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3:54 AM
@curiousdannii This earlier blog article by Roger Olson is the best I can find so far that explains in every day language what nominalism is, and what it does to theology. It happens when people ask WHY something (like lying) is good/evil or why God saves a person and not another and the ANSWER comes in the form of "It is simply whatever God does, period."
The realist side which Roger calls "Logos theology" says that "there is a link, an intrinsic connection between God's character and right and wrong in the world. And between God's truth and ours. 'All truth is God's truth.' Reason, healed by grace, reaches upwards to God by the light of revelation and faith, and is capable of grasping, to some extent, the truth, beauty and goodness of God embedded in creation. (cont'd)
Sure, because of our finitude and fallenness, we will never, at least in this world, have a full or perfect grasp of them. And our grasp of them will never be autonomous. We need revelation and faith, the 'light of the mind' that Augustine talked about, illumination and wisdom from God. But there's no arbitrariness in truth, beauty, and goodness, not even in God himself. They are embedded in him, his eternal nature, and shine forth into his creation. (emphasis mine) (cont'd)
Christian philosophy seeks them out and, by God's grace, can grasp them at least partially. (end quote)
That is the core idea that for me personally is top 3. The project that evangelicals like Hans Boersma, et al are doing is to recover that "logos theology" as practiced by the early church fathers, which he calls "participatory ontology". The challenge is to demonstrate to evangelical Reformed skeptics: 1) It's a philosophical option that is Biblical; 2) The church fathers did enough to NOT fall into full-blown Platonism; 3) Graced and healed reason can do this to a limited extent.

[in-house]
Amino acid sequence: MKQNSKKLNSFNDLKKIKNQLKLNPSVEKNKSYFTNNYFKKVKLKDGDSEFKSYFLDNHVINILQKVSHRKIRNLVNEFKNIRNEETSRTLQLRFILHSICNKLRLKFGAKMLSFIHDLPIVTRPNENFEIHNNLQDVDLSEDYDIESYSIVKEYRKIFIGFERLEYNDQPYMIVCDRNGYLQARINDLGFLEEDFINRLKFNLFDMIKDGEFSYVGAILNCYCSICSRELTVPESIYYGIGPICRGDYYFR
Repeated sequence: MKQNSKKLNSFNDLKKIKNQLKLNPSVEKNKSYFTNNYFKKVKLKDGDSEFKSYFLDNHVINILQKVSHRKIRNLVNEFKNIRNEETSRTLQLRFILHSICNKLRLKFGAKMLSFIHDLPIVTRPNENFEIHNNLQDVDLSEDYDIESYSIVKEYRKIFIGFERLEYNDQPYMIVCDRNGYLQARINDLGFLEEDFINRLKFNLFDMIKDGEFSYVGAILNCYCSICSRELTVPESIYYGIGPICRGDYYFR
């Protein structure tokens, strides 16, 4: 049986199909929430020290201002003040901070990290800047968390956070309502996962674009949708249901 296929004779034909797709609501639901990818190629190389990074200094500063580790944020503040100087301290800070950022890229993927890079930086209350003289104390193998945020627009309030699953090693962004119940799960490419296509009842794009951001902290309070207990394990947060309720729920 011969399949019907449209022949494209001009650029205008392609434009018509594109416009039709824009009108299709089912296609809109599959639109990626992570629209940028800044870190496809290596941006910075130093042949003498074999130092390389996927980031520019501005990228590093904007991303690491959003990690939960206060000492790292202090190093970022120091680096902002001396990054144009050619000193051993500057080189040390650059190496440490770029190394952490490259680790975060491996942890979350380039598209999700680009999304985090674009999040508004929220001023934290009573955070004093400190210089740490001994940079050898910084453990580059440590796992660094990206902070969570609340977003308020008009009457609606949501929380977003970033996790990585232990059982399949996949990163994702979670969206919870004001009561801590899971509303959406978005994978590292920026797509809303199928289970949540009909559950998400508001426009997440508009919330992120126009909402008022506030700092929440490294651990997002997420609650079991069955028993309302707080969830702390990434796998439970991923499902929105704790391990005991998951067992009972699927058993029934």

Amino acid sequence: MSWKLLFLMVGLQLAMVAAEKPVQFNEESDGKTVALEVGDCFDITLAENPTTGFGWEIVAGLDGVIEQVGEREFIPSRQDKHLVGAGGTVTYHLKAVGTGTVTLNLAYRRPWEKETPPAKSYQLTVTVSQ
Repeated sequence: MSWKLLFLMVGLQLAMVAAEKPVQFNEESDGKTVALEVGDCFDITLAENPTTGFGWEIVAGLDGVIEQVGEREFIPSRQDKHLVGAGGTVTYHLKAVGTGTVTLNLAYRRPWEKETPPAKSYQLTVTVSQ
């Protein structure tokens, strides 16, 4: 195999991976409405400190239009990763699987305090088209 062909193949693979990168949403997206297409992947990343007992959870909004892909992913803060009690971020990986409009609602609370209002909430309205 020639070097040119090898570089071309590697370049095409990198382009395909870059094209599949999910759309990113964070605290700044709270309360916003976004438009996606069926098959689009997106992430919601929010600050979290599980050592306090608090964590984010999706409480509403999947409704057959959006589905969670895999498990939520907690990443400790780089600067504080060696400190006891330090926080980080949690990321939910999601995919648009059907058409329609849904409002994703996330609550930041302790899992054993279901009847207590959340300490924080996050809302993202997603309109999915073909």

To show why C.S. Lewis is an ally to "participatory ontology", the excellent journal article that shows the connection is: Toward a Narnian Valuation of Nature: Participatory Ontology by Jeff Sellars (Sehnsucht: The C.S. Lewis Journal Vol. 2. No. 1 (2008).
 
4:20 AM
@GratefulDisciple Thanks for the link, helps me understand Nominalism more. But I don't think he's right that Western Christianity is so overwhelmingly controlled by it. He is far from convincing.
From my experience strict voluntarism is very much a minority position. I'd say that God being ontologically virtuous is very much the common position.
 
BTW, the very idea of Shadowland itself I think is participatory. I found a novelization of the 1993 movie Shadowlands here, which is available at archive.org. I found that reading the novelization complements the movie very much, especially the Prologue, because it can go into what the characters are thinking, just like in a novel. This is the first time I read this genre.
@curiousdannii That's very encouraging to hear. I'm glad to hear it. Just making sure that by saying "God is ontologically virtuous" means we can discover it in nature to a certain extent, "nature" includes what our soul is capable of grasping, not simply what's empirically available to see. Anyway, my purpose is more to sharpen our perception, to detect better when a belief goes in the wrong direction.